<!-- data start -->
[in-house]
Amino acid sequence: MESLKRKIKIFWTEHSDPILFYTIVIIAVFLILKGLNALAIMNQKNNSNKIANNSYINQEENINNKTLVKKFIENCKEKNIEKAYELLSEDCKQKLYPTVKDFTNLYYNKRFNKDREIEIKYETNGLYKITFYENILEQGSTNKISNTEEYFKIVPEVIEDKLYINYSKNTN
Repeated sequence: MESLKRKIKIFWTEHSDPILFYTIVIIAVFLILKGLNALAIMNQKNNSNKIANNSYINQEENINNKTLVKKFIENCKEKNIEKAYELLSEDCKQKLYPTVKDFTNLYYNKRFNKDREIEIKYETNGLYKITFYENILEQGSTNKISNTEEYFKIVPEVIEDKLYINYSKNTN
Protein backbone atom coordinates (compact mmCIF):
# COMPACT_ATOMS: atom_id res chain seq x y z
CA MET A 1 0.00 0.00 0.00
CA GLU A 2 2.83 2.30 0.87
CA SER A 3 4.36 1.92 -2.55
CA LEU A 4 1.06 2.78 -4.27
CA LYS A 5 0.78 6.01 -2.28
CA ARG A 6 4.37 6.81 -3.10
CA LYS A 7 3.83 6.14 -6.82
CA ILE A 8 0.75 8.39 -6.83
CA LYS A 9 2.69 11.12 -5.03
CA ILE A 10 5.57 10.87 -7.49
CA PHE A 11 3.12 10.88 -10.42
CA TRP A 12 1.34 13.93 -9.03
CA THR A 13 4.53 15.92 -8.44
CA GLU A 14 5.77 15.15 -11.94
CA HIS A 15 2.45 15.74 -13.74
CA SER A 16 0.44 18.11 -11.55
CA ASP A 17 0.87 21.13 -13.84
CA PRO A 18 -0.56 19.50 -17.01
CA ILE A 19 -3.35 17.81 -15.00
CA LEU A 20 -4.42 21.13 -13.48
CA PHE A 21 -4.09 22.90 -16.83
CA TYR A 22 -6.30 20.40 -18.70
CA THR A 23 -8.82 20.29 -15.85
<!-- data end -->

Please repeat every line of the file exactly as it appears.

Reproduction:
[in-house]
Amino acid sequence: MESLKRKIKIFWTEHSDPILFYTIVIIAVFLILKGLNALAIMNQKNNSNKIANNSYINQEENINNKTLVKKFIENCKEKNIEKAYELLSEDCKQKLYPTVKDFTNLYYNKRFNKDREIEIKYETNGLYKITFYENILEQGSTNKISNTEEYFKIVPEVIEDKLYINYSKNTN
Repeated sequence: MESLKRKIKIFWTEHSDPILFYTIVIIAVFLILKGLNALAIMNQKNNSNKIANNSYINQEENINNKTLVKKFIENCKEKNIEKAYELLSEDCKQKLYPTVKDFTNLYYNKRFNKDREIEIKYETNGLYKITFYENILEQGSTNKISNTEEYFKIVPEVIEDKLYINYSKNTN
Protein backbone atom coordinates (compact mmCIF):
# COMPACT_ATOMS: atom_id res chain seq x y z
CA MET A 1 0.00 0.00 0.00
CA GLU A 2 2.83 2.30 0.87
CA SER A 3 4.36 1.92 -2.55
CA LEU A 4 1.06 2.78 -4.27
CA LYS A 5 0.78 6.01 -2.28
CA ARG A 6 4.37 6.81 -3.10
CA LYS A 7 3.83 6.14 -6.82
CA ILE A 8 0.75 8.39 -6.83
CA LYS A 9 2.69 11.12 -5.03
CA ILE A 10 5.57 10.87 -7.49
CA PHE A 11 3.12 10.88 -10.42
CA TRP A 12 1.34 13.93 -9.03
CA THR A 13 4.53 15.92 -8.44
CA GLU A 14 5.77 15.15 -11.94
CA HIS A 15 2.45 15.74 -13.74
CA SER A 16 0.44 18.11 -11.55
CA ASP A 17 0.87 21.13 -13.84
CA PRO A 18 -0.56 19.50 -17.01
CA ILE A 19 -3.35 17.81 -15.00
CA LEU A 20 -4.42 21.13 -13.48
CA PHE A 21 -4.09 22.90 -16.83
CA TYR A 22 -6.30 20.40 -18.70
CA THR A 23 -8.82 20.29 -15.85